Smithfield ham

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Not to be confused with Smithfield Foods.
Smithfield ham in its wrapping

Smithfield ham is a specific form of country ham finish-cured in the town of Smithfield in Isle of Wight County in the Hampton Roads region of Virginia, US.

The first record of the commercial sale of cured "Smithfield Ham" is a receipt to Ellerston and John Perot on the Dutch Caribbean Island of St Eustatius, dating from 1779.[1]

History[edit]

The state of Virginia first regulated usage of the term "Smithfield Ham" in a 1926 Statute passed by its General Assembly stating:

Genuine Smithfield hams [are those] cut from the carcasses of peanut-fed hogs, raised in the peanut-belt of the Commonwealth of Virginia or the State of North Carolina, and which are cured, treated, smoked, and processed in the town of Smithfield, in the Commonwealth of Virginia.

The "peanut fed" and "peanut belt" stipulations were removed in 1966. The present statute reads:[2]

...Genuine Smithfield hams are hereby defined to be hams processed, treated, smoked, aged, cured by the long-cure, dry salt method of cure; and, aged for a minimum period of six months; such six-month period to commence when the green pork cut is first introduced to dry salt, all such salting, processing, treating, smoking, curing, and aging to be done within the corporate limits of the town of Smithfield, Virginia

While it is unclear whether the green pork (the raw product of the cured ham) may come from hogs raised and slaughtered in other than Smithfield, Virginia; the statute's stipulation that the six-month (minimum duration) curing clock is to begin when the green pork is "introduced to dry salt"; and, that through the entire duration of the process, the ham and its processing must occur within Smithfield, Virginia. The statute also commands, that any richer, or more intense cure, obtained from an aging, that is in excess of six months, must also be done within Smithfield, Virginia.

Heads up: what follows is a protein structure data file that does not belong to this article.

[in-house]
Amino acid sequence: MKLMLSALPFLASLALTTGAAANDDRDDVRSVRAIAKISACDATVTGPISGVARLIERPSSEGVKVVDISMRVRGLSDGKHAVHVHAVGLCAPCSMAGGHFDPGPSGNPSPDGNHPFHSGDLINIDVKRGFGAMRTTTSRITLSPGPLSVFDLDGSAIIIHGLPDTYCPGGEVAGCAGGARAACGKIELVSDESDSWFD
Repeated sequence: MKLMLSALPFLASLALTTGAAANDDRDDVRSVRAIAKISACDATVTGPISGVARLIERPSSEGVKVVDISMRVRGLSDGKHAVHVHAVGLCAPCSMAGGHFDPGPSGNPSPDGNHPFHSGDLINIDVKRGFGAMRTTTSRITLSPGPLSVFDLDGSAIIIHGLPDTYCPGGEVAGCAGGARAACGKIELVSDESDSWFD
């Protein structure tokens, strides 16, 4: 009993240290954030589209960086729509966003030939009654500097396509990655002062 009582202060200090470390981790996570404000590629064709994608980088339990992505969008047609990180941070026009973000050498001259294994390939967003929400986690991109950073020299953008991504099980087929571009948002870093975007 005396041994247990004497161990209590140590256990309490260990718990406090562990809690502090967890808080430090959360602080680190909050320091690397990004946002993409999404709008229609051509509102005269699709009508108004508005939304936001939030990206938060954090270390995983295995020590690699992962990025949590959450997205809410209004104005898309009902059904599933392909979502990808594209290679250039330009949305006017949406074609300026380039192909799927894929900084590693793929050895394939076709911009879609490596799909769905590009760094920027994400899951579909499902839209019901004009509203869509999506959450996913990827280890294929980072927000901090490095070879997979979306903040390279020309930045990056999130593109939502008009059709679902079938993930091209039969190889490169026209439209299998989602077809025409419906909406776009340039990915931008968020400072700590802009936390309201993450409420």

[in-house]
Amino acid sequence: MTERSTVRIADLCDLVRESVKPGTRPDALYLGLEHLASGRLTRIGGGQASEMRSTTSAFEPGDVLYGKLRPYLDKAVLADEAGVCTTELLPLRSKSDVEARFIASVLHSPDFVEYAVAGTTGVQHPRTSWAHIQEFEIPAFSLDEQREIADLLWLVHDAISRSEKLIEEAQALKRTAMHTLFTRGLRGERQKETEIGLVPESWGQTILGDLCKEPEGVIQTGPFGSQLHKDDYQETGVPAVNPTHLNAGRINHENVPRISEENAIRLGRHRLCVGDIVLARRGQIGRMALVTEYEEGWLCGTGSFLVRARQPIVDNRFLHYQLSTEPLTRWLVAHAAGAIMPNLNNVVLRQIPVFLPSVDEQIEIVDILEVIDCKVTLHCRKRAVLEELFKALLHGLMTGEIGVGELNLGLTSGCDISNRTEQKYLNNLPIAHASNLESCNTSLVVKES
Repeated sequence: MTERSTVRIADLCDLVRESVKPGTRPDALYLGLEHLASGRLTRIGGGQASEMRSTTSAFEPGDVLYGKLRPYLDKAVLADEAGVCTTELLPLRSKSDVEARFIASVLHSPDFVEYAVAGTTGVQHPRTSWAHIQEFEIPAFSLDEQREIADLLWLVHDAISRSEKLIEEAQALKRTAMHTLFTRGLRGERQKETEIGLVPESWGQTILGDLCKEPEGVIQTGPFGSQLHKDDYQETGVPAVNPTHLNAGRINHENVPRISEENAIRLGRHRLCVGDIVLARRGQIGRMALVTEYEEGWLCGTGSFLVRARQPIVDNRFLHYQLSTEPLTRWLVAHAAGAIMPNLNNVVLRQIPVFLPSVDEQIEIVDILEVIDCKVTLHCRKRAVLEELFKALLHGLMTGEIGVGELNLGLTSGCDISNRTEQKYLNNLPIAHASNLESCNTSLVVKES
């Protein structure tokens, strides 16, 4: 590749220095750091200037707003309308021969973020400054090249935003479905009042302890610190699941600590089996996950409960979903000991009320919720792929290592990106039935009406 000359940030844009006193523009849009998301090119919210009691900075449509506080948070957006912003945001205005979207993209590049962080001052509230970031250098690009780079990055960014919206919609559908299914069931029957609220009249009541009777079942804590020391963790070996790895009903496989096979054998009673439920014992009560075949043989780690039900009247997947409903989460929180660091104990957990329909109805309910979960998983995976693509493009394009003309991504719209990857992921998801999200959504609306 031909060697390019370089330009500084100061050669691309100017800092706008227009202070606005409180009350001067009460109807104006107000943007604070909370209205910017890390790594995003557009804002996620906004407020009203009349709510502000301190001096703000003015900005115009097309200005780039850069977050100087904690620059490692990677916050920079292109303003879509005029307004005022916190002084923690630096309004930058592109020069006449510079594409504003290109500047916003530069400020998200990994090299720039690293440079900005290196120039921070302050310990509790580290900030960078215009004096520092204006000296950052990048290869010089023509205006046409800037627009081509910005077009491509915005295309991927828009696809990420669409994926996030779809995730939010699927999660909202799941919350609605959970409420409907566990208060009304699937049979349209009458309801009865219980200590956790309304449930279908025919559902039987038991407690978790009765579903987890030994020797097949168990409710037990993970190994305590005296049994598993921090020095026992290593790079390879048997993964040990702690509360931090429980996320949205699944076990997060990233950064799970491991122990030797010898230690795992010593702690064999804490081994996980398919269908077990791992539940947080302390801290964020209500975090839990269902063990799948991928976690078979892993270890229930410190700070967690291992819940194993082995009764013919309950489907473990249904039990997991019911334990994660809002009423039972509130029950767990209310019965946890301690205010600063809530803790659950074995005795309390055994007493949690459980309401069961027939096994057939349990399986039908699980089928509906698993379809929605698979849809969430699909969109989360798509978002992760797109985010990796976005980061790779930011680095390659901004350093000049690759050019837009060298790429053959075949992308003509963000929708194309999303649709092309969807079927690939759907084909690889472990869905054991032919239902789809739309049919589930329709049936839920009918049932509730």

Legally specifying the locality of a ham's whole curing process (including aging) ensures a uniformity in flavor[citation needed], since the curing environment's air quality, humidity, temperature variation (both seasonal and daily); and, inoculation during curing/aging by local varieties of airborne mold spores (whose enzymes are produced as a byproduct of growth on the ham's rind) produce both a unique and systematically replicable flavor[citation needed].

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